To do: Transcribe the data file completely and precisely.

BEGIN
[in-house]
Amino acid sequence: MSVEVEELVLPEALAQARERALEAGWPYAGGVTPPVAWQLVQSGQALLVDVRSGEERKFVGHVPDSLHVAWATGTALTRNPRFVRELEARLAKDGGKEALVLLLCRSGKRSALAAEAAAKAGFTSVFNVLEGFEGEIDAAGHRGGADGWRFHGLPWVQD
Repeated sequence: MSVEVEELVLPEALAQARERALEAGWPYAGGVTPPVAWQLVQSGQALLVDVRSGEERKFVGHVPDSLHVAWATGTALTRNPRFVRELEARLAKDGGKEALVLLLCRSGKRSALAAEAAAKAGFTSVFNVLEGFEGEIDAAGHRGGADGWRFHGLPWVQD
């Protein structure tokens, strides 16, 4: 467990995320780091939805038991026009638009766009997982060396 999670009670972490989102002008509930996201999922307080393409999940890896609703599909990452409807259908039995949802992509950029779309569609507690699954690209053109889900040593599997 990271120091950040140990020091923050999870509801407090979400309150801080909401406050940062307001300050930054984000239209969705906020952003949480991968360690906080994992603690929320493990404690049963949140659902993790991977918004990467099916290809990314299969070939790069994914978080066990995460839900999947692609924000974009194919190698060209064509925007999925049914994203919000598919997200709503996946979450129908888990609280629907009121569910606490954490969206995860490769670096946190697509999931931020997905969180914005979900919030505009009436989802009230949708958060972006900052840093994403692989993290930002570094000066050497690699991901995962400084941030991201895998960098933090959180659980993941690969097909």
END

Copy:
[in-house]
Amino acid sequence: MSVEVEELVLPEALAQARERALEAGWPYAGGVTPPVAWQLVQSGQALLVDVRSGEERKFVGHVPDSLHVAWATGTALTRNPRFVRELEARLAKDGGKEALVLLLCRSGKRSALAAEAAAKAGFTSVFNVLEGFEGEIDAAGHRGGADGWRFHGLPWVQD
Repeated sequence: MSVEVEELVLPEALAQARERALEAGWPYAGGVTPPVAWQLVQSGQALLVDVRSGEERKFVGHVPDSLHVAWATGTALTRNPRFVRELEARLAKDGGKEALVLLLCRSGKRSALAAEAAAKAGFTSVFNVLEGFEGEIDAAGHRGGADGWRFHGLPWVQD
């Protein structure tokens, strides 16, 4: 467990995320780091939805038991026009638009766009997982060396 999670009670972490989102002008509930996201999922307080393409999940890896609703599909990452409807259908039995949802992509950029779309569609507690699954690209053109889900040593599997 990271120091950040140990020091923050999870509801407090979400309150801080909401406050940062307001300050930054984000239209969705906020952003949480991968360690906080994992603690929320493990404690049963949140659902993790991977918004990467099916290809990314299969070939790069994914978080066990995460839900999947692609924000974009194919190698060209064509925007999925049914994203919000598919997200709503996946979450129908888990609280629907009121569910606490954490969206995860490769670096946190697509999931931020997905969180914005979900919030505009009436989802009230949708958060972006900052840093994403692989993290930002570094000066050497690699991901995962400084941030991201895998960098933090959180659980993941690969097909």